- Dish type
- Blackberry jam
A delicious blackberry jam for blackberry season! I love this recipe as one doesn't have to bother processing the jars in a hot water bath.
Bedfordshire, England, UK
67 people made this
- 750g blackberries
- 900g sugar
- 2 tablespoons lemon juice
- 160ml water
- 1 (13g) sachet pectin
MethodPrep:15min ›Cook:10min ›Extra time:7hr55min › Ready in:8hr20min
- In a large bowl, crush the blackberries. Stir in sugar and lemon juice. Let stand for 10 minutes.
- In a small saucepan, bring water and pectin to the boil. Boil for 1 minute, stirring constantly. Add to fruit mixture; stir for 3 minutes. Pour into jars or freezer containers; cool to room temperature, about 30 minutes. Cover and let stand overnight or until set, but not longer than 24 hours. Refrigerate or freeze.
Reviews & ratingsAverage global rating:(3)
Reviews in English (3)
Made it healthier.hmm-20 Jul 2010
Sadly this came out quite watery and next time I would use a little less sugar as the fruit is sweet enough. Also when I tried to boil the pectin in water it just clumped together so I would stir it into the fruit mash instead. A good one for avoiding the bath processing thing though.-05 Sep 2011
its very delecious when i make apple jam because i cooked it helthier-01 Dec 2014
Homemade Blackberry Jam Recipe
Homemade Blackberry Jam Season – Is it that time of year again? What better way to preserve the flavor of blackberries than making jam? I call it preserving summer in a jar. My family loves opening a jar of blackberry jam during the long winter months and tasting that hint of summer.
After my daughter’s successful attempt at making Raspberry jam, next on their list was to take on canning Blackberry Jam. Many lessons were learned from the first jam session which made the second session a much smoother process. Half the battle is to get the rhythm and team work down and to get into the groove of canning. Having everything you need laid out before starting made the process much faster. Simply put, the more canning you do, the easier and more comfortable it gets with each fruit or vegetable you preserve.
The most labor intensive part of making berry jams is mashing and straining out the seeds. After spending a considerably amount of time manually removing seeds through a sieve when they made the raspberry jam, this time they decided to use the food processor to pulse the berries into small chunks (such as great time saver!). The small chunks were then mashed through the sieve, which saved a lot of arm power crushing the berries manually.
The aroma of the blackberries and sugar cooking on the stove was heavenly and the swirling deep purple color was beautiful.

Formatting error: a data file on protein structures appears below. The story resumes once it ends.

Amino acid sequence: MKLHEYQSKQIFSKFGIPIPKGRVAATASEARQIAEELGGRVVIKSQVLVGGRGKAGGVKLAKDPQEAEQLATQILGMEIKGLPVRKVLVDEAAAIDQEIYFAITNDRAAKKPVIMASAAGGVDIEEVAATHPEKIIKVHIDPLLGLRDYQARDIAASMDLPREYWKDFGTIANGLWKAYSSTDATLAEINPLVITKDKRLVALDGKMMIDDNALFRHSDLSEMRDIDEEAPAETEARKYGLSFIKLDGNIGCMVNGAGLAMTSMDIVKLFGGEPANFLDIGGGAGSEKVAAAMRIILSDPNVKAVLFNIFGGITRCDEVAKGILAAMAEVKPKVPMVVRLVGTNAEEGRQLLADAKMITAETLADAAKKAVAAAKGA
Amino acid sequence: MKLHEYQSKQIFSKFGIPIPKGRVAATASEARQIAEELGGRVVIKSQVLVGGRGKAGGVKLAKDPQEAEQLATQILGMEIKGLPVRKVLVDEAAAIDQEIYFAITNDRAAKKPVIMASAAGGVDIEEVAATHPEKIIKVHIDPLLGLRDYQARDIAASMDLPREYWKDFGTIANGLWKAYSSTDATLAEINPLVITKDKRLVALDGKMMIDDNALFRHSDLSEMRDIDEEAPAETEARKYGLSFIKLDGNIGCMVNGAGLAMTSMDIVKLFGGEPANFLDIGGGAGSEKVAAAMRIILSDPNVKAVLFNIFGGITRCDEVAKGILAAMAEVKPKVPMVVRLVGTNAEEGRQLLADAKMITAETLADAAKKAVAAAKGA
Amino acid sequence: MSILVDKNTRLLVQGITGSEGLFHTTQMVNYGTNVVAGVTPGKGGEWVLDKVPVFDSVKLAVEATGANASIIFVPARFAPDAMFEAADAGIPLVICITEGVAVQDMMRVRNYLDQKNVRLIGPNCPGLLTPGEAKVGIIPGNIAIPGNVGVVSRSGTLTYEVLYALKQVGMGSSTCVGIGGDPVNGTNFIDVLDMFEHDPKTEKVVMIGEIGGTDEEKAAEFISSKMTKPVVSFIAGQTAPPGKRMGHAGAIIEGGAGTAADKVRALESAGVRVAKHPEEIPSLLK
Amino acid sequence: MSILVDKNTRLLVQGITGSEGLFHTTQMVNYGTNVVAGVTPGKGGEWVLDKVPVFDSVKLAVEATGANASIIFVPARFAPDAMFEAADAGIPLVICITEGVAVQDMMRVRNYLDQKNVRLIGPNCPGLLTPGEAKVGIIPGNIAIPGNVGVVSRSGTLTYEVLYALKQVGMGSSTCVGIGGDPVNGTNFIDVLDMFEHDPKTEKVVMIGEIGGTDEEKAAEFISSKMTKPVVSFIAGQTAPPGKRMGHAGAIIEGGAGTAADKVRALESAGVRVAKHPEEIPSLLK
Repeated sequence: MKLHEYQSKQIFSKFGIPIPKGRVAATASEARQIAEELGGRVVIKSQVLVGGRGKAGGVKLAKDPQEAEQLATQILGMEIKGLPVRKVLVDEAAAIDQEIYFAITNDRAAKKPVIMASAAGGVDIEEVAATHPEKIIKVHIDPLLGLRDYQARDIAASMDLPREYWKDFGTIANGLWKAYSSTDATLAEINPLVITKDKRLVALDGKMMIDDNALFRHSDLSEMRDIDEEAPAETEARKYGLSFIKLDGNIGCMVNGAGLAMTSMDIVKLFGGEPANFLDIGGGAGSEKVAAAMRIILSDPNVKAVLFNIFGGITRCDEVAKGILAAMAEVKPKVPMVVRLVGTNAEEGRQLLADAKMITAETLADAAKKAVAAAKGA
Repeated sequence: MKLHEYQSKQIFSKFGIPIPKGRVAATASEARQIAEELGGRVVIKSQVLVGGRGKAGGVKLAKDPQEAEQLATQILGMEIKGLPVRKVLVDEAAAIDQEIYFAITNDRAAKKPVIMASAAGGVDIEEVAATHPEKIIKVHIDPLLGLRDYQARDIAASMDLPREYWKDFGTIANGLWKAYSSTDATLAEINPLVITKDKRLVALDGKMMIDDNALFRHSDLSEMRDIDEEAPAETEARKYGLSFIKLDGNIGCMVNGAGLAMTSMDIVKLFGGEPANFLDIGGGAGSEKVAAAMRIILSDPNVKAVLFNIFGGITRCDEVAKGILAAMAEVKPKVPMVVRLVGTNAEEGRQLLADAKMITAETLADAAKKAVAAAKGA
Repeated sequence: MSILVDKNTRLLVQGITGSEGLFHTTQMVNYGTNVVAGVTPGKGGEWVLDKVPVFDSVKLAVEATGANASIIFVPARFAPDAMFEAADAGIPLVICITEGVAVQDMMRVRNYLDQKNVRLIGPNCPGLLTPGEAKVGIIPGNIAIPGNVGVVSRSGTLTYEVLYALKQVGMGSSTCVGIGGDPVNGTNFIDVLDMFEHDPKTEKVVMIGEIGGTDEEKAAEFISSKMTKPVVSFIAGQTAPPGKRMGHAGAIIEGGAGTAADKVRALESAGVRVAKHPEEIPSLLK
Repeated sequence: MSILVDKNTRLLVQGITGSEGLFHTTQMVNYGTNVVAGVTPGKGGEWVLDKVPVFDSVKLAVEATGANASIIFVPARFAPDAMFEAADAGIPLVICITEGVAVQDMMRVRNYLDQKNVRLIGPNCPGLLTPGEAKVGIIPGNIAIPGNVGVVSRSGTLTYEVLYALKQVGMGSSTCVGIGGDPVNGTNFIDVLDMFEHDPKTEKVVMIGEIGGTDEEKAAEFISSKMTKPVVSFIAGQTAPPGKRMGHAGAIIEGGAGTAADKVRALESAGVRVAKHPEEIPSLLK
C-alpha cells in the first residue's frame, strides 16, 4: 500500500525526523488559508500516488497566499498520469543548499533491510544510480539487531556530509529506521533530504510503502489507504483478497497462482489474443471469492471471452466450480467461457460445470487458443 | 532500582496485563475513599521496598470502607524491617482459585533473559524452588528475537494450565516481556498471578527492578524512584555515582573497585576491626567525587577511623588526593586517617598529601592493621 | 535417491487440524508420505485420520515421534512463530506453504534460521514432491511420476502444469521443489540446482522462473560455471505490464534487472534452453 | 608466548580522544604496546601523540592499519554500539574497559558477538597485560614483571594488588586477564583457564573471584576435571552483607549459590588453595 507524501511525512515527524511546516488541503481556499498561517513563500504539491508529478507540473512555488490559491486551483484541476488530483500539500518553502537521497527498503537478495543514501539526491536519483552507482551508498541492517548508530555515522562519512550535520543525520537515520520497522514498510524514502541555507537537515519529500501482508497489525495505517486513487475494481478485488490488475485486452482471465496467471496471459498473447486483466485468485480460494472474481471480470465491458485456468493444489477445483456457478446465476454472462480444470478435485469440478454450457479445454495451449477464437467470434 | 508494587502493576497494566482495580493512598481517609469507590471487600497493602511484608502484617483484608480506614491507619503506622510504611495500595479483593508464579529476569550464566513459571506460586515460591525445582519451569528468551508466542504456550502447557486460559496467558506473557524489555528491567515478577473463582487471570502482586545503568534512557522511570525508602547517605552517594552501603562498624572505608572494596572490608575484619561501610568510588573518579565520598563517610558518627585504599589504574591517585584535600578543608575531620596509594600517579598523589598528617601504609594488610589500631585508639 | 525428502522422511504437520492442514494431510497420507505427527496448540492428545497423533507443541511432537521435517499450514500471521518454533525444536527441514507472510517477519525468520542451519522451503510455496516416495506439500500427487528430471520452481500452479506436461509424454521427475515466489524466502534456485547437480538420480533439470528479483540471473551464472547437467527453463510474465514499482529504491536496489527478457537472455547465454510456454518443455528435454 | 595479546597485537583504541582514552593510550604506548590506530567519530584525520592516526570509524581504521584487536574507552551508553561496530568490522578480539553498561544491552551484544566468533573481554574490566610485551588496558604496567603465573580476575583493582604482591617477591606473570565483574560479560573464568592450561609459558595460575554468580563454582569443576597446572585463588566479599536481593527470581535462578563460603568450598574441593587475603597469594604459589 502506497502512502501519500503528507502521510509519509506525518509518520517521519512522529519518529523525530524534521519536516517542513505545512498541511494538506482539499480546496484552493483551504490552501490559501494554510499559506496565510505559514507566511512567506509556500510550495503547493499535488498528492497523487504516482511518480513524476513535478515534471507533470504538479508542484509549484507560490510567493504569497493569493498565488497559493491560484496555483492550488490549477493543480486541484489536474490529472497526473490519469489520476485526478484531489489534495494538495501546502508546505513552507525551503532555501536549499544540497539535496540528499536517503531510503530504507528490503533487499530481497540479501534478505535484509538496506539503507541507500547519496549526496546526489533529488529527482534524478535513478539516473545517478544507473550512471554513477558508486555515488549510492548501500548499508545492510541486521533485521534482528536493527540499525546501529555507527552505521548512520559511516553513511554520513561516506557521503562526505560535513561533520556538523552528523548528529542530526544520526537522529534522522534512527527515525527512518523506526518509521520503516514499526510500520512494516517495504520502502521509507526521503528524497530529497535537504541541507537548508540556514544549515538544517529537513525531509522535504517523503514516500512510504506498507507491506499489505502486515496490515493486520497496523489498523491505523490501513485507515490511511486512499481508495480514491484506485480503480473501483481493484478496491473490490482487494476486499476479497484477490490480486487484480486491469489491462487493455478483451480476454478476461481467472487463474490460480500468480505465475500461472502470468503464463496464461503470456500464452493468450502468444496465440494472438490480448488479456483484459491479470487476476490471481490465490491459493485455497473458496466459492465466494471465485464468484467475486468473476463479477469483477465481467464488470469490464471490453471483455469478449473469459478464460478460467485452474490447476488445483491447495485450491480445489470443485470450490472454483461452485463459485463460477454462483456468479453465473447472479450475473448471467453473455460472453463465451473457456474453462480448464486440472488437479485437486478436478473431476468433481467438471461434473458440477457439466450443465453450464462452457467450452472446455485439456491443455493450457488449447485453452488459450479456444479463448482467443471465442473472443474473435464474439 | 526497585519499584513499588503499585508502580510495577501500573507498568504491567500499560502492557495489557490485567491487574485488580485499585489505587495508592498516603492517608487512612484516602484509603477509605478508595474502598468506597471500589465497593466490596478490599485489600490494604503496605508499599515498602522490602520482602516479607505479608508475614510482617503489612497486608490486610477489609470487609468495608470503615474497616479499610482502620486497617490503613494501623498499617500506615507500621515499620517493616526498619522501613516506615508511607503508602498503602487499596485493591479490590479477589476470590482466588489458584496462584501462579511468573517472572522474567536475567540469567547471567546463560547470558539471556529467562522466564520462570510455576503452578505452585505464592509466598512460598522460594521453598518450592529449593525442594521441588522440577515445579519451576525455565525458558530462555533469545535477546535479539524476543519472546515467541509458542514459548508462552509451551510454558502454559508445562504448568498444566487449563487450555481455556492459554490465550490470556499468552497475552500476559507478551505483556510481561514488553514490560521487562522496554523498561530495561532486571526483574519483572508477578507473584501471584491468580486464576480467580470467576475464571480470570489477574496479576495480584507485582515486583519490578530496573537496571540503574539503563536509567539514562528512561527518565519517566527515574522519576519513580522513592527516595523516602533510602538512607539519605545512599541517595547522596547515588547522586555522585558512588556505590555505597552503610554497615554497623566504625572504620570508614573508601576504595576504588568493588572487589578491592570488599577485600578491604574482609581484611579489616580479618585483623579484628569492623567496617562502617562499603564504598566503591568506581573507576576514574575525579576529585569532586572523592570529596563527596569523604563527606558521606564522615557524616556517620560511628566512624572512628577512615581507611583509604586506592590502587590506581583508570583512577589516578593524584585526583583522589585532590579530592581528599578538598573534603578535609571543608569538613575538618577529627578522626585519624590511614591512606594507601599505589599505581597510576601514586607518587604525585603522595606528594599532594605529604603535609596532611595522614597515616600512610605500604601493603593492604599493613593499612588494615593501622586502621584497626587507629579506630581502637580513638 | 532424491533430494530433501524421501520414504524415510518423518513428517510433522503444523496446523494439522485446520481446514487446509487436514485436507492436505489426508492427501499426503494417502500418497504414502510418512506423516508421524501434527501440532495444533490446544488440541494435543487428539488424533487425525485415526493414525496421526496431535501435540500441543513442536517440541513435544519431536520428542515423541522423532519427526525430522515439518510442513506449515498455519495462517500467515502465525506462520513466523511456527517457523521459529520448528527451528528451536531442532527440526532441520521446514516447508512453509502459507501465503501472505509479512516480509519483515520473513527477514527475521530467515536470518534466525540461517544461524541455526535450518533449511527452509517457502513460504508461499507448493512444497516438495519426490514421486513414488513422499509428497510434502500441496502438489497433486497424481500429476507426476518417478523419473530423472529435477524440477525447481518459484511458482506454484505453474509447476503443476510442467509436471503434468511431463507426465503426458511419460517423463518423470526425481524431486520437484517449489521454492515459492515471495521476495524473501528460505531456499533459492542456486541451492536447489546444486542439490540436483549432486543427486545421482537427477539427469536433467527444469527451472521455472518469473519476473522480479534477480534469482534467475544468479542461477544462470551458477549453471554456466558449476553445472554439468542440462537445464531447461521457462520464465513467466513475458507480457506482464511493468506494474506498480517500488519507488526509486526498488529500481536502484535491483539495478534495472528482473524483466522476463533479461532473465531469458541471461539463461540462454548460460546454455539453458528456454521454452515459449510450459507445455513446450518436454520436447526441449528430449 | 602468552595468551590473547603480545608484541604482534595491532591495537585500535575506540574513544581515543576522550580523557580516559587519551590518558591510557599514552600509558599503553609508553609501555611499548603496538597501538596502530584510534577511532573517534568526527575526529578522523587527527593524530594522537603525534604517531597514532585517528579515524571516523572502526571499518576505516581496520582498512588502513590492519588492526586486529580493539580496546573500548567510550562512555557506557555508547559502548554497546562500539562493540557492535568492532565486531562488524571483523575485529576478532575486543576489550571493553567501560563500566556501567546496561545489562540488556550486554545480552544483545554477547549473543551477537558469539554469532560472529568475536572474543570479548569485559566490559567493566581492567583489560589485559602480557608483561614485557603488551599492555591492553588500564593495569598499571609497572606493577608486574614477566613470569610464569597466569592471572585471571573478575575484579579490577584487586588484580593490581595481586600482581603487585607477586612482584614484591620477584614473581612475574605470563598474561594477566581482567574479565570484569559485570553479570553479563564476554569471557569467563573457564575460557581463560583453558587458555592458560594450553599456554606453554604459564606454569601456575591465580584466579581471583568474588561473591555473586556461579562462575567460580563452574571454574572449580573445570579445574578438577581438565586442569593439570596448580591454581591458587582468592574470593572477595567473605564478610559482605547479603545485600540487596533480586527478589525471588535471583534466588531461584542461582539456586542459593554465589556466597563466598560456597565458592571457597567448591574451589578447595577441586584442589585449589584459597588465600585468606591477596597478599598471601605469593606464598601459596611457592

Looking forward to enjoying some blackberry jam on biscuits and waffles this winter!
We Tried 7 Different Blackberry Jams And This Is the Best
Whether you&rsquore a fan of seedless jellies or fruit-filled preserves, you&rsquoll find a blackberry spread worth stocking up on.
Grape and strawberry jams or preserves are classic fruit spread flavors. You’ll never hear us speak an ill word against them. But despite their timeless tastiness, they’re only two flavors. And with fall finally here and blackberries just out of season, there’s something to be said for the tart fruitiness of a good jar of spreadable blackberries.
Still, if you’re shopping for something a little different from your usual fruit spread preferences, then you may be wondering which jarred blackberries are the best for your money. That’s why we decided to try seven varieties of blackberry jams, jellies and preserves. Whether you’re a fan of seedless jellies or fruit-filled preserves, you’ll find a blackberry spread worth stocking up on. Here are our rankings, from best to worst.
- Wash the blackberries well under the water and clean them. Then pass them through the masher to crush them as much as possible. Reservation.
- Split the lemon in half and squeeze it to get its juice. Reservation.
- In an ideal casserole for jams place the mashed blackberries and sugar. Add the teaspoon of lemon juice and the thickener. It is necessary and advisable to let it rest all night, so cover it and reserve it.
- The next day put the casserole on the fire and bring to a boil. Then cook all the ingredients to the fire, stirring occasionally with the help of a wooden spoon.
- Check the consistency. If you want it a little thicker you can leave it a few more minutes on the fire.
- At the end of the foam cooking (removing the foam that forms on the top with the help of a slotted spoon).